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How Natural Gas Pipeline Protests Are Helping Energy Infrastructure Investors

Written by Luke Burgess
Posted March 21, 2019 at 8:00PM

The U.S. natural gas pipeline system is simultaneously one of America's most impressive and despised feats of engineering.

The Energy Information Administration says there are about 3 million miles of mainline and other pipelines in the U.S. that connect producers to consumers.

In 2017, the EIA says the network moved a whopping 25 trillion cubic feet of natural gas to 75 million customers.

The American natural gas pipeline network is pretty remarkable.

But it's also perhaps the most widely contested infrastructure system in the nation.

I mean, sure, there are millions of people complaining about the road and highway systems. I'm positive there's some guy complaining about potholes in the roads right now. But potholes have never pushed people this far:

Every day there is a new news story about a natural gas protest somewhere. I'd bet dollars to doughnuts there will be a local TV station somewhere tonight talking about the debate over a local pipeline installation. But here's what's curious...

Natural gas pipelines have been around for decades. According to the EIA, half of the existing natural gas pipeline network was installed in the 1950s and 1960s.

Most of these protesters grew up with natural gas pipelines. So why are people only recently starting to protest them with such fervor?

Well, pipeline protests like those we see today have really been going on for decades. But there has been an increase in the number of these types of protests. And there's a simple reason for that: More pipelines are being built.

Starting in 2000, demand for natural gas began to increase significantly — and prices followed. That incentivized producers to increase output and explore for new resources.

Additionally, advancements in drilling and production techniques led to fracking, which also contributed to increasing natural gas output.

So, in short, natural gas demand and prices were healthy, output was increasing, and producers needed a way to get their gas to consumers.

The answer was to build more pipelines.

More pipelines being built = more protests over them.

The thing about these protests, though... they're rarely successful.

It's an understatement to say natural gas has become a vital component of society. And it's becoming more and more important every day.

The EIA estimates U.S. natural gas demand to continue increasing for the next few decades. It projects a near 40% increase in demand between 2017 and 2050.

ng_demand3/19

Meanwhile, production is set to increase even more. The EIA forecasts that U.S. natural gas production will continue to increase nearly 60% over the same time.

All this means more pipelines are going to be needed to transport all this fuel.

It also means we'll probably continue to see more natural gas pipeline protests.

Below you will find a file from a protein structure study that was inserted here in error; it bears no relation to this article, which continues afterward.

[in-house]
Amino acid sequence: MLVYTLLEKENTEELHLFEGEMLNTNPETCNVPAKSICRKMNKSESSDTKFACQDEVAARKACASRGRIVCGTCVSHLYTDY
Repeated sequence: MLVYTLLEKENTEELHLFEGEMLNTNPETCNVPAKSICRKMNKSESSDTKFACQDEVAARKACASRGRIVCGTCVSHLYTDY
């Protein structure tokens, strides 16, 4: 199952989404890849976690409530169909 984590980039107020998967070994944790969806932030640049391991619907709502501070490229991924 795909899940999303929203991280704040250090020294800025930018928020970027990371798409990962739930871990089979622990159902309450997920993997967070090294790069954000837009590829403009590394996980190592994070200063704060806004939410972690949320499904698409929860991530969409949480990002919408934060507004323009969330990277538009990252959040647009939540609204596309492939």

And both of these things mean big gains for energy infrastructure investors.

Obviously, the need for more pipelines will benefit energy infrastructure investors. But the protests might very likely end up benefiting them as well.

See, as I mentioned just a minute ago, half of the existing natural gas pipeline network was installed in the 1950s and 1960s.

They're old. And many need repair.

The Infrastructure Report Card from the American Society of Civil Engineers gives U.S. energy infrastructure a grade of D+... just barely passing.

These protests draw attention to the state of the pipeline system and, more importantly to energy infrastructure investors, the need to spend money to repair them.

Congress is working on passing the +$200 billion infrastructure bill. And when it does, you can bet that building new and repairing existing natural gas pipelines will be at the top of the spending list.

My colleague Keith Kohl is positioning his readers now with several U.S. infrastructure plays ready to receive a windfall of business from this infrastructure bill. He tells me, “It's like a giant public notice written in neon, from Trump to the people, that reads: Invest in America and you'll make money!”

You can check out Keith's entire presentation on infrastructure bill spending and how it will essentially end up writing you checks right here.

Have a good weekend.

Until next time,

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Luke Burgess

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As an editor at Energy and Capital, Luke’s analysis and market research reach hundreds of thousands of investors every day. Luke is also a contributing editor of Angel Publishing’s Bubble and Bust Report newsletter. There, he helps investors in leveraging the future supply-demand imbalance that he believes could be key to a cyclical upswing in the hard asset markets. For more on Luke, go to his editor’s page.

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